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ROR1-targeted delivery of miR-29b induces cell cycle arrest and therapeutic benefit in vivo in a CLL mouse model

Chi-Ling Chiang, Swagata Goswami, Frank W. Frissora, Zhiliang Xie, Pearlly S. Yan, Ralf Bundschuh, Logan A. Walker, Xiaomeng Huang, Rajeswaran Mani, Xiaokui M. Mo, Sivasubramanian Baskar, Christoph Rader, Mitch A. Phelps, Guido Marcucci, John C. Byrd, L. James Lee and Natarajan Muthusamy

Key Points

  • Clinically available miR-29b exerts potent antileukemic activity in primary CLL cells in vitro and in an hROR1 × TCL1 mouse model in vivo.

  • Leukemia-targeted delivery of miR-29b via ROR1 induces epigenetic reprogramming and p21-dependent cell cycle arrest in vivo.

Abstract

Chronic lymphocytic leukemia (CLL) occurs in 2 major forms: aggressive and indolent. Low miR-29b expression in aggressive CLL is associated with poor prognosis. Indiscriminate miR-29b overexpression in the B-lineage of mice causes aberrance, thus warranting the need for selective introduction of miR-29b into B-CLL cells for therapeutic benefit. The oncofetal antigen receptor tyrosine kinase orphan receptor 1 (ROR1) is expressed on malignant B-CLL cells, but not normal B cells, encouraging us with ROR1-targeted delivery for therapeutic miRs. Here, we describe targeted delivery of miR-29b to ROR1+ CLL cells leading to downregulation of DNMT1 and DNMT3A, modulation of global DNA methylation, decreased SP1, and increased p21 expression in cell lines and primary CLL cells in vitro. Furthermore, using an Eμ-TCL1 mouse model expressing human ROR1, we report the therapeutic benefit of enhanced survival via cellular reprograming by downregulation of DNMT1 and DNMT3A in vivo. Gene expression profiling of engrafted murine leukemia identified reprogramming of cell cycle regulators with decreased SP1 and increased p21 expression after targeted miR-29b treatment. This finding was confirmed by protein modulation, leading to cell cycle arrest and survival benefit in vivo. Importantly, SP1 knockdown results in p21-dependent compensation of the miR-29b effect on cell cycle arrest. These studies form a basis for leukemic cell–targeted delivery of miR-29b as a promising therapeutic approach for CLL and other ROR1+ B-cell malignancies.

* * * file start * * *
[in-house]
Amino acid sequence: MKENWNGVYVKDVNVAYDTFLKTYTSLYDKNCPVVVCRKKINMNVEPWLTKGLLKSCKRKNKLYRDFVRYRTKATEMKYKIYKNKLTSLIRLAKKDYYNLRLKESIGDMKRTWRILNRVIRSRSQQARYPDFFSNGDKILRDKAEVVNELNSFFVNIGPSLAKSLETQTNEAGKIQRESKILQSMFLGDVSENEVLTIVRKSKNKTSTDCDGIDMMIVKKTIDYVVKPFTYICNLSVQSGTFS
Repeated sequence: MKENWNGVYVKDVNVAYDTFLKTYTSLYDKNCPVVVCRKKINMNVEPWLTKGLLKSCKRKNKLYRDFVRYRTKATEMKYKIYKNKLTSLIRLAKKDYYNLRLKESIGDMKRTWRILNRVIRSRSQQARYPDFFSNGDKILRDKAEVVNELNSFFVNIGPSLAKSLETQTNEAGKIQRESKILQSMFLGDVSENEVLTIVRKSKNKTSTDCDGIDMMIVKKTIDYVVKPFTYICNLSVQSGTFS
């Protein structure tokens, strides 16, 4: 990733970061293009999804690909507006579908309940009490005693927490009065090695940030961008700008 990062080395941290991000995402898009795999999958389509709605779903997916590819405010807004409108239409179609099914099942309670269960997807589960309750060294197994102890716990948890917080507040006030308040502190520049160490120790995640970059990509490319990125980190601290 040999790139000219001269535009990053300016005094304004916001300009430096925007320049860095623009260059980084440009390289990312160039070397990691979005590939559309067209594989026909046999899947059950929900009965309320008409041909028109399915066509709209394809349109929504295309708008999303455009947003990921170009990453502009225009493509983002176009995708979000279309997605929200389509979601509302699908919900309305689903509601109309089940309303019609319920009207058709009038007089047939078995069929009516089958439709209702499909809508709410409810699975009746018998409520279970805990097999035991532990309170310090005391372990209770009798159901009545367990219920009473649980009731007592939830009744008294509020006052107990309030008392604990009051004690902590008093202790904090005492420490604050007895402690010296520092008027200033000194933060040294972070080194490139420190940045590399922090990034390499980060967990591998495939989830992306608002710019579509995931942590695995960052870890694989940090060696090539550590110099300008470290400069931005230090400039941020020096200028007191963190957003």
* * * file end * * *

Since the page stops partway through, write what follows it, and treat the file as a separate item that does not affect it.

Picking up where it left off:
• Submitted October 31, 2018.
  • Accepted April 29, 2019.
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